And now for something completely different…(and if you get the Monty Python reference then you are my people!)
Nothing can be loved or hated unless it is first understood.
– Leonardo da Vinci
I’ve always been fascinated by Leonardo da Vinci. I first learned about this Renaissance genius Italian polymath in my high school European History class; and I’ve remained fascinated by his works all my life.
The first Leonardo da Vinci exhibit I attended was when I lived in Houston, Texas at the Museum of Fine Arts. The second exhibit I attended was in British Columbia at the Royal British Columbia Museum, Victoria, Canada when I lived in Seattle, Washington (British Columbia is fairly close to the Pacific Northwestern part of the US and we took the Victoria Clipper ferry from Washington state to Victoria).
Here is one of my favorite posters of all time that I put up on the wall wherever I live since I purchased it in 1999 at the exhibit:
Last August I visited the exhibit Leonardo da Vinci: 500 Years of Genius at the Denver Museum of Nature and Science and I thought I would share some highlights of this exhibit with you (I meant to blog about it last year after I attended, and I forgot…)
Here is an excerpt of the description of the exhibit from the Denver Museum of Nature and Science
Although Leonardo da Vinci died in 1519, his influence has endured. His extraordinary legacy comes to life…through a variety of experiences that illustrate why the ultimate Renaissance man remains an inspiration for the ages.
- See nearly 70 of Leonardo’s machine inventions, built using detailed concepts from his famous codices (notebooks), including a helicopter, airplane, automobile, submarine and military tank.
- Explore the exclusive “The Secrets of Mona Lisa,” an analysis of the iconic painting conducted at the Louvre by scientific engineer and photographer Pascal Cotte.
- Be immersed in Leonardo’s works through a multisensory cinematic experience using Grande Exhibitions’ SENSORY4 technology.
- Test a Leonardo-inspired catapult, and encounter the Museum’s historical enactors, presenting characters who bring a personal perspective to the story of Leonardo.
What was most amazing about this exhibit (besides the whole room dedicated to the science and the mystery behind the Mona Lisa) was seeing life size models of da Vinci’s creations from his drawings in his famous notebooks.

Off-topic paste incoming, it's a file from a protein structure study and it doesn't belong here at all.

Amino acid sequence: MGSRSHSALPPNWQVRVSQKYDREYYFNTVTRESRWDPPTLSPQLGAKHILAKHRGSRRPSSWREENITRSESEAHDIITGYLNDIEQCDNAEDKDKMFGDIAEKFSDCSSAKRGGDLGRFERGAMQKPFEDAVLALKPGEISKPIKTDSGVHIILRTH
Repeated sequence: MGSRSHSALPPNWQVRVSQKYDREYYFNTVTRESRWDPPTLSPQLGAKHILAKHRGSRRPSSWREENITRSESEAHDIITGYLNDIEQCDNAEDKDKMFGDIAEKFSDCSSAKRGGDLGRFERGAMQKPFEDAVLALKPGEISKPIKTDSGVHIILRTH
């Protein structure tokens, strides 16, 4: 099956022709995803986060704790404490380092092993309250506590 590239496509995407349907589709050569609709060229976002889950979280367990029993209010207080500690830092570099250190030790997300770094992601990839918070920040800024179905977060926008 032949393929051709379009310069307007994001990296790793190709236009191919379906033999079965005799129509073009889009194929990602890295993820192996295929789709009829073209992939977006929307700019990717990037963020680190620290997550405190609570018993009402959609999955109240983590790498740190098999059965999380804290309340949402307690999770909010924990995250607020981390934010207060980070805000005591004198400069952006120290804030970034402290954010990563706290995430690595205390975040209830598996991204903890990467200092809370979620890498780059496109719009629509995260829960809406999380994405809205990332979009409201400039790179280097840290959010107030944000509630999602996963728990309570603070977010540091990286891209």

By the way – throughout the exhibit they had enlarged reproductions of da Vinci’s famous backward writing on the walls of the exhibit:
Leonardo Machine Inventions Brought to Life From His Notebooks
Here are some of the machine models created from da Vinci’s drawings for this exhibit and reproductions of the original drawings.
Anatomic Drawings and Vitruvian Man
The exhibit also had a section on da Vinci’s anatomic drawings and his famous Virtuvian Man . Here are a couple images from that section:
The Mona Lisa
The exhibit also had an amazing section on the mysteries of the Mona Lisa. It was the most crowded section of the exhibit.
As I mentioned unfortunately it was very crowded in this part of the exhibit and I did not get to spend as much time as I’d like to.
The Denver Museum of Nature and Science is pretty awesome and we’ve attend several other awesome exhibits there in the past (see post The Art of the Brick).
Around the time I first learned about Leonardo da Vinci (in high school), I also discovered Monty Python.
There is no relation to the two, but I opened this post with a Monty Python reference and now I am going to close it with a clip of one of my favorite Monty Python skits:
Ministry of Silly Walks
I dare you not to laugh, John Cleese is so brilliant in it. I’ve seen this clip many times and it always brings a smile to my face (and most times a belly laugh!)